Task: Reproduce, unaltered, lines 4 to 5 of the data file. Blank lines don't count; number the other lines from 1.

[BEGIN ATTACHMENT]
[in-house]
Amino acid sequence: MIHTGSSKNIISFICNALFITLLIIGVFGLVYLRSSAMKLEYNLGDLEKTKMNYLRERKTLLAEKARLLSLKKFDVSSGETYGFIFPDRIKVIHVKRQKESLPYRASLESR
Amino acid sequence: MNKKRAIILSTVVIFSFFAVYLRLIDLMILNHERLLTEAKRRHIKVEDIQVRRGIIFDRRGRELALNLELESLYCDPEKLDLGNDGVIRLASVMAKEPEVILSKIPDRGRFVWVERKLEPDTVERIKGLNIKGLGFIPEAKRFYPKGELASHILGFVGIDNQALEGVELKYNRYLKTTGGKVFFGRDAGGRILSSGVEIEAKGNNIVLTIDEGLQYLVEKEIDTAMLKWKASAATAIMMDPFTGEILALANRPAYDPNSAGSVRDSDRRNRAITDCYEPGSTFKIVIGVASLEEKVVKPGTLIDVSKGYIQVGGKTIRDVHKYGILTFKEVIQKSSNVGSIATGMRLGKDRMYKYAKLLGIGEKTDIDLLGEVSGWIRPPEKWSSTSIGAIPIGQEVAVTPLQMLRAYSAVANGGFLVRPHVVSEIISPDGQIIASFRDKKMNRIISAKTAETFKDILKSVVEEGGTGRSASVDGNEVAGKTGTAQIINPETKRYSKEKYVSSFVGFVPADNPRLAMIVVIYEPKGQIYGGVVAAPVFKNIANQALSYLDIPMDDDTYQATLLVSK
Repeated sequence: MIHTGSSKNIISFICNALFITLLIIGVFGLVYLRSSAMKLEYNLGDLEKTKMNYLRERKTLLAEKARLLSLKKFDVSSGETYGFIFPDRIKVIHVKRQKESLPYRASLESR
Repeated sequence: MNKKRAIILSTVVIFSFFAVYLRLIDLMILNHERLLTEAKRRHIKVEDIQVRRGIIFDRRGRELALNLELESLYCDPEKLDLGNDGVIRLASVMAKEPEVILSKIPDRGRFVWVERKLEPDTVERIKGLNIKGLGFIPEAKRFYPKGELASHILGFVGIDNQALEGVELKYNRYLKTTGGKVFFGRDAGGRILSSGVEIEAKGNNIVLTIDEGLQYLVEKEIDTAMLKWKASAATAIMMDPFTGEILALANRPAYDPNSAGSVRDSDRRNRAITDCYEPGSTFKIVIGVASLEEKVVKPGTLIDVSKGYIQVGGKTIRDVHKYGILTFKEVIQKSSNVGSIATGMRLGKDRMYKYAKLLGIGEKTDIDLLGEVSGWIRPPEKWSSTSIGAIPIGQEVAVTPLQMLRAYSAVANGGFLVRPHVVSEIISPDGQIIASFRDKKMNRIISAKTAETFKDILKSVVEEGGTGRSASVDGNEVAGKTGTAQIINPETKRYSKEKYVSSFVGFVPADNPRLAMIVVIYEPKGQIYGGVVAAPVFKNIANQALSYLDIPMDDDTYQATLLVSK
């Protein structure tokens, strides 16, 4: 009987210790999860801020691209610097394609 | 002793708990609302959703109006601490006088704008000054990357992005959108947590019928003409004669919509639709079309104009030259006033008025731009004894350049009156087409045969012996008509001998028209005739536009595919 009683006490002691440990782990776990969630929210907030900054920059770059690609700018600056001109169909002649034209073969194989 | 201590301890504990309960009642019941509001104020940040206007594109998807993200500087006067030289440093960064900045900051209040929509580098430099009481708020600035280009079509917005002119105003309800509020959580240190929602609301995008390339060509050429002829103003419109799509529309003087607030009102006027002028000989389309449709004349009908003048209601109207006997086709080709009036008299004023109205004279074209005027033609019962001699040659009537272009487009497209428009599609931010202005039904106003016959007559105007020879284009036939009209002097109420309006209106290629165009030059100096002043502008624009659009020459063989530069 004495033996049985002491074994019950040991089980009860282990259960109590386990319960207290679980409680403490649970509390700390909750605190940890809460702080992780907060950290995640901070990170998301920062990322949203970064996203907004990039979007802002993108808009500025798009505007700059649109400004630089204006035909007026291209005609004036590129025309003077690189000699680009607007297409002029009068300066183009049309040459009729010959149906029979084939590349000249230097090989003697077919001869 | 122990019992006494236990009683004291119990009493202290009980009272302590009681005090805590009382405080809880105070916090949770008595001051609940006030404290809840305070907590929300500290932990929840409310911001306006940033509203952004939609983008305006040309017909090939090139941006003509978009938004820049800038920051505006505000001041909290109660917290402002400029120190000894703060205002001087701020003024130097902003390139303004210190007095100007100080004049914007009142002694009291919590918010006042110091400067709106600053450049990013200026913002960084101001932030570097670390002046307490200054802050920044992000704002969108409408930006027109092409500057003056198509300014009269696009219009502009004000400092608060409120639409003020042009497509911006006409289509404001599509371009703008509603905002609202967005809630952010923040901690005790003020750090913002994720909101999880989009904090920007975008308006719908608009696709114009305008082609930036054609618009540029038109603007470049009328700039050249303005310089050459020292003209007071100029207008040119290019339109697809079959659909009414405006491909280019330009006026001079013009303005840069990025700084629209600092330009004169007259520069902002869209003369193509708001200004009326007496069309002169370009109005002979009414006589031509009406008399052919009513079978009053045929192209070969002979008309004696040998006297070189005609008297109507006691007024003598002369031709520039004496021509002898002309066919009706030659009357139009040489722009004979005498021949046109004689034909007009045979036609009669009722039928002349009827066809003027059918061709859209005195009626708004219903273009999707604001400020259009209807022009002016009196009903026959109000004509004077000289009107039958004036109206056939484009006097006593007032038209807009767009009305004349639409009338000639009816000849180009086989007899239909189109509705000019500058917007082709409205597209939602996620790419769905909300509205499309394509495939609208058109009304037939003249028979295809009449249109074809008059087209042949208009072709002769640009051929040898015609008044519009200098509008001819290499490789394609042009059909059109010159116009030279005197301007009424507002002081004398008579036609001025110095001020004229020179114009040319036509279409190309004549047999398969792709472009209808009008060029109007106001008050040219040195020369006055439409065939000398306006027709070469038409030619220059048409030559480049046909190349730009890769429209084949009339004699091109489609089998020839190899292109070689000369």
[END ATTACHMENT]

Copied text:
Repeated sequence: MIHTGSSKNIISFICNALFITLLIIGVFGLVYLRSSAMKLEYNLGDLEKTKMNYLRERKTLLAEKARLLSLKKFDVSSGETYGFIFPDRIKVIHVKRQKESLPYRASLESR
Repeated sequence: MNKKRAIILSTVVIFSFFAVYLRLIDLMILNHERLLTEAKRRHIKVEDIQVRRGIIFDRRGRELALNLELESLYCDPEKLDLGNDGVIRLASVMAKEPEVILSKIPDRGRFVWVERKLEPDTVERIKGLNIKGLGFIPEAKRFYPKGELASHILGFVGIDNQALEGVELKYNRYLKTTGGKVFFGRDAGGRILSSGVEIEAKGNNIVLTIDEGLQYLVEKEIDTAMLKWKASAATAIMMDPFTGEILALANRPAYDPNSAGSVRDSDRRNRAITDCYEPGSTFKIVIGVASLEEKVVKPGTLIDVSKGYIQVGGKTIRDVHKYGILTFKEVIQKSSNVGSIATGMRLGKDRMYKYAKLLGIGEKTDIDLLGEVSGWIRPPEKWSSTSIGAIPIGQEVAVTPLQMLRAYSAVANGGFLVRPHVVSEIISPDGQIIASFRDKKMNRIISAKTAETFKDILKSVVEEGGTGRSASVDGNEVAGKTGTAQIINPETKRYSKEKYVSSFVGFVPADNPRLAMIVVIYEPKGQIYGGVVAAPVFKNIANQALSYLDIPMDDDTYQATLLVSK